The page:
The Bush administration, escalating a diplomatic campaign to convince Iraq that it must fully disarm or face a U.S.-led invasion, is dispatching high-level Pentagon and State Department officials for consultations in coming weeks with key allies around the world.
Deputy Defense Secretary Paul D. Wolfowitz will be the first to depart, heading out over the weekend for meetings with NATO allies in Brussels and British officials in London on Monday before beginning critical talks with Turkey's new government Tuesday in Ankara.
He will be followed by Deputy Secretary of State Richard L. Armitage, Deputy National Security Adviser Stephen Hadley and other officials on trips that have been planned on the assumption that Iraqi President Saddam Hussein will comply with the U.N. weapons inspections process only if he believes it has strong international backing.
"You have to apply pressure to keep Saddam Hussein focused," said one senior State Department official. "The best way to avoid a war is to prepare for all contingencies."
The meetings will include sessions with both strong U.S. military allies, such as Australia, and key political allies, such as Japan.
Another senior administration official mentioned China as a possible interlocutor, saying support from China would go a long way toward convincing Hussein that the U.N. Security Council would not tolerate efforts by Iraq to impede the work of the weapons inspectors, which began yesterday with visits to an engineering center and a military-industrial plant outside Baghdad.
The administration's new diplomatic offensive comes on top of efforts already underway to build a coalition for possible military action against Iraq if the inspections process breaks down. The State Department has contacted 51 nations on behalf of U.S. Central Command, which would oversee any war against Iraq, asking for specific contributions such as combat forces or overflight rights for U.S. warplanes.
As part of that effort, the State Department has asked several countries whether they would host U.S. programs to train Iraqi opposition forces. An agreement to have Hungary provide the first such base for that training appears near to being reached, other administration sources said.
The administration wants to build as broad a military coalition as possible, both for symbolic and military reasons, the senior administration official said. Although only Britain and a handful of other countries have been asked to contribute combat troops and special forces, the official said, the war in Afghanistan has demonstrated that even small contributions -- such as Norway's deployment of special forces trained in cold weather mountain fighting -- can be extremely important.
The administration's timetable for possible military action, the official said, is to some extent driven by the U.N. inspections process, at least in the near term. Military action could not come before Dec. 8, when Iraq must submit a detailed inventory of its weapons of mass destruction and its missile systems for delivering them, the official said.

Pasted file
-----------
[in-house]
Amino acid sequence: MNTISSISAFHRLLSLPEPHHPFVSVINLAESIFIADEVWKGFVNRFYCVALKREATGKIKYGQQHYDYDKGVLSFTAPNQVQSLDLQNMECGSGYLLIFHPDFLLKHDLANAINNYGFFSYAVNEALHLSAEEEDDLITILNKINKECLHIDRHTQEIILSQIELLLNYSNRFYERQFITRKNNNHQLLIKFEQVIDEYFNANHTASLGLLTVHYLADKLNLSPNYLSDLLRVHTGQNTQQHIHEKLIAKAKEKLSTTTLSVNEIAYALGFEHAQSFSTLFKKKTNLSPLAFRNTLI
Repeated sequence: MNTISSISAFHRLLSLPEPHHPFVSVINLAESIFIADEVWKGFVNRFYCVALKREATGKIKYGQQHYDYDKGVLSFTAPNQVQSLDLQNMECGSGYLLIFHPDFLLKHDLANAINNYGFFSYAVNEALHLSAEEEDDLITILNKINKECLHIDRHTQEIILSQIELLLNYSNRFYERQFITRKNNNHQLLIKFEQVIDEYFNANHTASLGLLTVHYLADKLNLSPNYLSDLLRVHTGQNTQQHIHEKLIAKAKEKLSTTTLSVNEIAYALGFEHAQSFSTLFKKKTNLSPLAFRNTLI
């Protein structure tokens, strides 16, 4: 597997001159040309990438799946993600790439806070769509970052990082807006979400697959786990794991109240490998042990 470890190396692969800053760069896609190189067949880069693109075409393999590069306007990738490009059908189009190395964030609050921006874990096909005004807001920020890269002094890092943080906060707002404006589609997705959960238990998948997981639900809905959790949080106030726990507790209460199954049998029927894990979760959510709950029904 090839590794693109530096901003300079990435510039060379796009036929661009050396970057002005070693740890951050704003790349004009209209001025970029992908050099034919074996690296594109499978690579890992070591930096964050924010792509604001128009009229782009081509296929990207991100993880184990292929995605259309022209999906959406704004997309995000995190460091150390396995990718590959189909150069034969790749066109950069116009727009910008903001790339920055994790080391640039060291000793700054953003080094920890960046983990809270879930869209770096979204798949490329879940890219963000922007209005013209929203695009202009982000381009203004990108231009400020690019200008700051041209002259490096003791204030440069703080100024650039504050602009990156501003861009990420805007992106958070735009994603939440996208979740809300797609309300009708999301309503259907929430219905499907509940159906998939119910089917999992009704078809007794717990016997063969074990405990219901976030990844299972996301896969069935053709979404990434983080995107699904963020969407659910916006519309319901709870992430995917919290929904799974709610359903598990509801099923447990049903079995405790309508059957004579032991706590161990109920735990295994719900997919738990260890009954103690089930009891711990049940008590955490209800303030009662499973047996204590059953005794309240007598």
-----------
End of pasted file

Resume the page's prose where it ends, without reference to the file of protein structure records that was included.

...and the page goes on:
Once that inventory is submitted, the official said, time would be necessary to allow inspectors to attempt to verify the validity of Iraq's declaration. But the official made it clear that the United States is in a position to use military force immediately if Iraq takes provocative action against its neighbors.
Wolfowitz's talks in Ankara on Tuesday will be the first high-level meeting between a senior Pentagon official and officials from the newly elected Turkish government led by the Justice and Development Party, which has Islamic roots.
The administration wants a deal in which Turkey would contribute military forces and allow U.S. forces to use Turkish bases to launch an invasion of northern Iraq. Wolfowitz, at the least, wants to come away with a sense of how long it will take to get an answer from the new government, the administration official said.
Although Pentagon officials believe they have enough support and basing rights in the region to topple Hussein's government without Turkey's help, the official said, Wolfowitz will try to sell Turkey on the notion that its full military assistance would make any invasion of Iraq much shorter and much less damaging to the region.
Turkish military cooperation, the official said, would be a critical part of presenting Hussein with as robust a military invasion force from the north as possible.
To persuade the Turks to join the fight, the official said, Wolfowitz will offer them an aid package and a guarantee that the United States shares Turkey's opposition to an independent Kurdish state in northern Iraq.
On the issue of training the Iraqi opposition, Defense Secretary Donald H. Rumsfeld is expected to consider and approve a plan next week, administration sources said. The Hungarian government, which confirmed receiving a request to host the training, has not yet agreed but is expected to do so when asked for its final approval, the sources added.
The Iraqis would serve as interpreters and escorts for U.S. ground forces invading Iraq if such an attack occurs, the sources said. But even before then, the training would have the diplomatic effect of underscoring to Hussein that European nations are lending support to the U.S. campaign against him.
The Army has assembled a group of trainers at Fort Jackson, S.C., a Pentagon official said. The commander of the training program will be Army Maj. Gen. David W. Barno, who currently commands Fort Jackson, an official said.